WATCH: Yastremska saved two match points to win an emotional first round in Lyon on Tuesday.

Dayana Yastremska had just scored one of her most inspired wins of the 2022 seasons and admitted there was little joy to be found from it.

“My arms are shaking,” she told Camille Pin after saving two match points to overcome Ana Bogdan, 3-6, 7-6 (7), 7-6 (7) at the Open 6e Sens Métropole de Lyon. “I would say simply: my heart stays at home and my mind is fighting here.

“This win, compared with everything going on in my country is nothing. I’m happy, at least, that I’m also fighting for my country.”

In what has been the most consequential week of the young Ukrainian’s life, Yastremska and her family were underground in an effort to evade Russian bombs before father Oleksandr made the difficult decision to send Dayana and sister Ivanna by boat to France—where the two were granted wild cards to play in Lyon.

“I just came from a country where there’s war, and there’s my family. It was very tough, emotionally, and I wish I could be at home now…I’m happy that I won for my country; at the same time, I’m very sad.”


Top-ranked Ukrainian Elina Svitolina expressed similarly mixed emotions half a world away in Monterrey, where she conquered the now-countryless Anastasia Potapova, 6-2, 6-1.

“I’m in a very sad mood but I’m happy that I’m here, playing tennis here. It’s so nice to play in front of you,” she said on court after the match.

It was Svitolina who led the charge on behalf of her fellow players to neutralize the Russian and Belarusian contingents for their part in attacking Ukraine, threatening to withdraw from the Abierto GNP Seguros, where she was set to be the No. 1 seed. The WTA tour, alongside the ATP, ITF and the four major tournaments ultimately acquiesced in time for her first round with Potapova, who, like many fellow Russians, released her own statement in opposition to her government's continued acts of military aggression.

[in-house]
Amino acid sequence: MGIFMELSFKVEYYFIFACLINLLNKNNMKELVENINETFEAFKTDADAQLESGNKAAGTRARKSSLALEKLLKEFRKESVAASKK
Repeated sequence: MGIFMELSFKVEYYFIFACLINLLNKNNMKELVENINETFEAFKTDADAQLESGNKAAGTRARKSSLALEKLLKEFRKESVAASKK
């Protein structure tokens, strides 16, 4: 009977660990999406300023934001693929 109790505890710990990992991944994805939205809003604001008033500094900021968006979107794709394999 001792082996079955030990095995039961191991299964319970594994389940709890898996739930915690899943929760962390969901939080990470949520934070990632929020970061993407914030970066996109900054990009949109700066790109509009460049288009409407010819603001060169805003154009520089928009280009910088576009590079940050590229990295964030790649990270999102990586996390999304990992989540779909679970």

“Children should continue to dream,” she wrote, echoing sentiments from Daniil Medvedev, the ATP’s new world No. 1.

Russian and Belarusian athletes will not only play without their country and flag, but will also be barred from team competitions like Davis Cup and Billie Jean King Cup, both of which were won by Russian players in 2021.

Understandably drained from conducting numerous interviews from her Monterrey hotel, Svitolina nonetheless played a decisive match on Tuesday evening. Dressed in Ukraine’s blue and yellow, she broke serve five times to win in 63 minutes flat.


“I was just focused, and on a mission for my country,” she said.

Ranked as high as No. 3 in the world, the 27-year-old has largely struggled to find her form in the post-pandemic landscape, compiling a 3-5 record through her first five events. Up against a nervy and error-prone Potapova, Svitolina was much more herself, displaying impressive speed behind the baseline while keeping her first serve at just under 70%, winning 73% of those points.

“I’ve played many years already on tour, so I kind of know who is in which form, who is playing from which side better or worse. I pretty much knew what to expect tonight,” she explained.

Svitolina concluded her on-court address by reaffirming her promise to donate her prize money to the Ukrainian army.

Draped in Ukraine’s flag, Yastremska was similarly deferential to her compatriots earlier in Lyon—encapsulating the sorrow-tinged admiration that emanated from both women after hard-fought victories.

“I’m very proud of the Ukrainians,” Yastremska said after pausing to collect herself. “They’re really heroes. I wish everything is going to finish soon.”